Despite technical problems, 15 million people watched Yahoo’s NFL live stream

Roughly 15.2 million people watched yesterday’s live stream of an NFL game on Yahoo, showing that the technically plagued broadcast wasn’t a total loser for it.

Yahoo plopped down $17 million to become the first-ever digital company to show an NFL game around the world exclusively online. Most of the viewership of the match-up between the Buffalo Bills and Jacksonville Jaguars, which was live from London, came from the United States, with 33 percent from outside of the country, according to an NFL ratings release.

Despite seemingly boffo stats, like “over 460 million total minutes of video were consumed,” the average viewership number of the three and a quarter-hour broadcast was a low 2.36 million people per minute, well below the TV average of 10 to 20 million viewers per minute, reports CNN Money.

Still, it was a low-risk bet for the NFL since both teams are mediocre — the teams only have five wins combined this season — and wouldn’t have attracted a large TV rating, anyway.

The “key here from the NFL’s perspective is that we took a game that would have had relatively limited TV viewing in the United States and by distributing it digitally, attracted a larger audience and one which was global,” as the NFL spun it in a statement.

Yahoo made it hard to miss yesterday’s CBS-produced game. It got the autoplay treatment on Yahoo’s homepage and on its suite of apps, including Yahoo Screen. Despite the ease of access, lots of people complained about the jittery quality of it.

Fifty-four percent of the tweets during the game were categorized as negative, according to data from Brandwatch. Some of that conversation centered around people complaining about the stream not being TV-quality, including freezing or jumping.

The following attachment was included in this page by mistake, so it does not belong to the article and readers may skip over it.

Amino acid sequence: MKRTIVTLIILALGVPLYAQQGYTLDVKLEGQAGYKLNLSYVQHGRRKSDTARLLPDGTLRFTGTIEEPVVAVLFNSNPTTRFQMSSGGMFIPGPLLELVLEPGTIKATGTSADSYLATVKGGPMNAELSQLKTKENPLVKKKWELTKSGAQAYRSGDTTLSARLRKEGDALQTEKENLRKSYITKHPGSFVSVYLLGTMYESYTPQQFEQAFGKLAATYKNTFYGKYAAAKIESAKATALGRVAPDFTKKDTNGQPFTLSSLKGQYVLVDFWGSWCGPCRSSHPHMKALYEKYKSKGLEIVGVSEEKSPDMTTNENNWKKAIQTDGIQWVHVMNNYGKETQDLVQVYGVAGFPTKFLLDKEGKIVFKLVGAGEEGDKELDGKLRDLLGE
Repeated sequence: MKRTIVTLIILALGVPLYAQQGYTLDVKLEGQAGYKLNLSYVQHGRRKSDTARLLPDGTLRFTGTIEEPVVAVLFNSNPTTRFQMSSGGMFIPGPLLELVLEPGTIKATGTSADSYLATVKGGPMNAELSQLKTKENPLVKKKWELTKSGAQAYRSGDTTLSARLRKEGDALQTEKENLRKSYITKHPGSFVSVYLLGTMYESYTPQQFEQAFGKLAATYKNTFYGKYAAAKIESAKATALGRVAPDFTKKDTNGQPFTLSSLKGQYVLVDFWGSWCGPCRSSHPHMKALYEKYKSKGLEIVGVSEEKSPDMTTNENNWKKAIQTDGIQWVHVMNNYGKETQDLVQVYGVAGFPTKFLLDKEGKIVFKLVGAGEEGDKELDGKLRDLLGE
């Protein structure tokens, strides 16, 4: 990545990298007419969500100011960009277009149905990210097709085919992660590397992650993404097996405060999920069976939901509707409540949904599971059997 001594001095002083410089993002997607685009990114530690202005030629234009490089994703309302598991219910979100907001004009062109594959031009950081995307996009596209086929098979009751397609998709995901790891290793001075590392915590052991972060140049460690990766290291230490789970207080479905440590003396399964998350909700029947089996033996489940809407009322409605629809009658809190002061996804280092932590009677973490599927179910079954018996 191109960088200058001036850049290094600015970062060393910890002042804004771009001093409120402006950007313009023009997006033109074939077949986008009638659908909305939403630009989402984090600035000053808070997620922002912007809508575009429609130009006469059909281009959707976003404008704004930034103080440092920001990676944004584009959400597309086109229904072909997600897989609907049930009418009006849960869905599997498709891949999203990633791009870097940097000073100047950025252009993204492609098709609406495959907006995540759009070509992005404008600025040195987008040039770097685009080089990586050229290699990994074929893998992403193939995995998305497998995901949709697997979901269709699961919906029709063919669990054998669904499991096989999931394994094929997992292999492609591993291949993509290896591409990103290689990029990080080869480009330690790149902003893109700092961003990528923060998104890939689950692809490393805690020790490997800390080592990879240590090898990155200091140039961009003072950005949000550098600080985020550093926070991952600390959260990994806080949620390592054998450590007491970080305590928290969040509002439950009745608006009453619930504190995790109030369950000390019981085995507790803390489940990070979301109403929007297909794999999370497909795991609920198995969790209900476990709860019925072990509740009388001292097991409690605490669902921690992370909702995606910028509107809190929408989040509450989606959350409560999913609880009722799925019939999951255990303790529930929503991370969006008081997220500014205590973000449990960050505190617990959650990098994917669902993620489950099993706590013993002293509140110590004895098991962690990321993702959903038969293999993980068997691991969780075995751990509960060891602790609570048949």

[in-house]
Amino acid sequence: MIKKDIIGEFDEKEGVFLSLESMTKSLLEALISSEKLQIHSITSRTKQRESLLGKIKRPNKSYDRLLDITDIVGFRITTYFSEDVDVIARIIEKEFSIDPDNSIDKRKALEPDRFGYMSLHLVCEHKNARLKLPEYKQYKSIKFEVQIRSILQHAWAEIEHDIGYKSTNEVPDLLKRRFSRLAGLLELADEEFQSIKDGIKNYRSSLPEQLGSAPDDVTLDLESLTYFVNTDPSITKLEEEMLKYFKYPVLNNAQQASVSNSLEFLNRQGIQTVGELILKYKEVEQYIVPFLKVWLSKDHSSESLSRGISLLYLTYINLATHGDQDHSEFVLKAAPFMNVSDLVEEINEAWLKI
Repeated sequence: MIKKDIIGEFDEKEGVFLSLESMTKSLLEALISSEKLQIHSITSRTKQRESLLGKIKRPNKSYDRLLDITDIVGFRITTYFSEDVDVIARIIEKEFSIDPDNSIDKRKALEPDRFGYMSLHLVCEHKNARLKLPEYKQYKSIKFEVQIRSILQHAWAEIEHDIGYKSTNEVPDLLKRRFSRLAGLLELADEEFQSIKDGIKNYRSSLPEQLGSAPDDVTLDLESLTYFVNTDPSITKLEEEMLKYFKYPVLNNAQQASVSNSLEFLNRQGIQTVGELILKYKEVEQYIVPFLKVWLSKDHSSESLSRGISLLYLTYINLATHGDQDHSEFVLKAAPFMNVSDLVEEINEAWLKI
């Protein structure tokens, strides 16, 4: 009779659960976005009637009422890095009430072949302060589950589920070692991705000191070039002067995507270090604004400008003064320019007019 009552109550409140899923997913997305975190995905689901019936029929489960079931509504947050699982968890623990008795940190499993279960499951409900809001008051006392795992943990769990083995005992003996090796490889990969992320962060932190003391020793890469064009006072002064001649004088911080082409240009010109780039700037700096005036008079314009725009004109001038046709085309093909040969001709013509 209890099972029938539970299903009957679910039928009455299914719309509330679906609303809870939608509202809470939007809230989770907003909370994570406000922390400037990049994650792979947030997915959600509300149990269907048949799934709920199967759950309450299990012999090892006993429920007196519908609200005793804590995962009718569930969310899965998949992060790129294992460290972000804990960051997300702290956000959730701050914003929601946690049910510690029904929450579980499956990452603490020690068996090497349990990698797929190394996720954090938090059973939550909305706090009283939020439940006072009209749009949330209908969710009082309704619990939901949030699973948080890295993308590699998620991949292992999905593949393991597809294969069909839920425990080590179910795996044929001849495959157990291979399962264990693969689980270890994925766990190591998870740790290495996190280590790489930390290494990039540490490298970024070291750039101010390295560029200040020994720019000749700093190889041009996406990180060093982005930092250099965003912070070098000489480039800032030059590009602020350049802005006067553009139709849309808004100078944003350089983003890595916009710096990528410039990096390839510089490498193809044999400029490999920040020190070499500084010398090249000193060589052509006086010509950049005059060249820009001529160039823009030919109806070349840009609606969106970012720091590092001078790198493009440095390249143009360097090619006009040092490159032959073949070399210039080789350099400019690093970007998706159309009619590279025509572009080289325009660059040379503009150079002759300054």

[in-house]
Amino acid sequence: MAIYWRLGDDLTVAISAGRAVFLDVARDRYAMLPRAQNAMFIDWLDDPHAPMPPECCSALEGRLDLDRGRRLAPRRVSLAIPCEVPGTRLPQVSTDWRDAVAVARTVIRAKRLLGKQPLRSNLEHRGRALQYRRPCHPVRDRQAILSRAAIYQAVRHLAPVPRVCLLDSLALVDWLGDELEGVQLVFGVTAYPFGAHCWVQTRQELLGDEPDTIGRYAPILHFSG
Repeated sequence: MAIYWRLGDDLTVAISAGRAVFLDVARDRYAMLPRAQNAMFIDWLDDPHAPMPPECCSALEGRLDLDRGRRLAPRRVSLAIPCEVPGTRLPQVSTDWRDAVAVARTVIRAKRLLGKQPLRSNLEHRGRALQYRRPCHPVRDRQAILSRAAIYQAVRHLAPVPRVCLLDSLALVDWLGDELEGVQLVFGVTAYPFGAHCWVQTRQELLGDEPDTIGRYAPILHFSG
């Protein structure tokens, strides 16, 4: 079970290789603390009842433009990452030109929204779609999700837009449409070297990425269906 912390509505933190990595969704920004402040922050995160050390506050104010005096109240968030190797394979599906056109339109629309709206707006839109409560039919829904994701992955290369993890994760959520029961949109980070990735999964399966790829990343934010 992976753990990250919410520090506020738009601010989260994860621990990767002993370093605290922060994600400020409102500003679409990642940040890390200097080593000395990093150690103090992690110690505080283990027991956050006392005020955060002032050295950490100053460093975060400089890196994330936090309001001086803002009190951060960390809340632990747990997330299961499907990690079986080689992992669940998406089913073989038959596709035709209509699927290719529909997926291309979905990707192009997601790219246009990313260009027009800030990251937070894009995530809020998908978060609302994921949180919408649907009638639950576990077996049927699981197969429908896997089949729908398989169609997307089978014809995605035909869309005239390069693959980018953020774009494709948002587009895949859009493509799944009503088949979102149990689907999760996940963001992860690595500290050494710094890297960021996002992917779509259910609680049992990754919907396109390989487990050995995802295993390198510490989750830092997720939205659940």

Other people had fewer issues, as highlighted by Yahoo CEO Marissa Mayer who’s Twitter feed was full of retweets praising the stream: IMG_0065IMG_0064 Technical issues aside, the conversation online was about people complaining the game wasn’t shown on national TV (it was broadcasted in the team’s respective cities) or that they weren’t impressed with the teams playing, Brandwatch says. At least there was one highlight that everyone could agree on:

That might’ve made it worth watching alone.

Image courtesy of Yahoo.

More in Marketing

As the line between B2B and B2C marketing blurs, Workday taps humor in consumer-facing media channels

As the crowded digital landscape challenges marketers to stand out, B2B company Workday tests a B2C marketing strategy.

How the NBA’s broadcast rights tussle could affect advertisers

Streaming could change the NBA advertising landscape, say media experts.

Ad tech vendor Colossus faces scrutiny for alleged mismanaging IDs

Concerns stem from a report by ad transparency startup Adalytics, which discovered that Colossus was mislabeling IDs, leading to unintended ad purchases.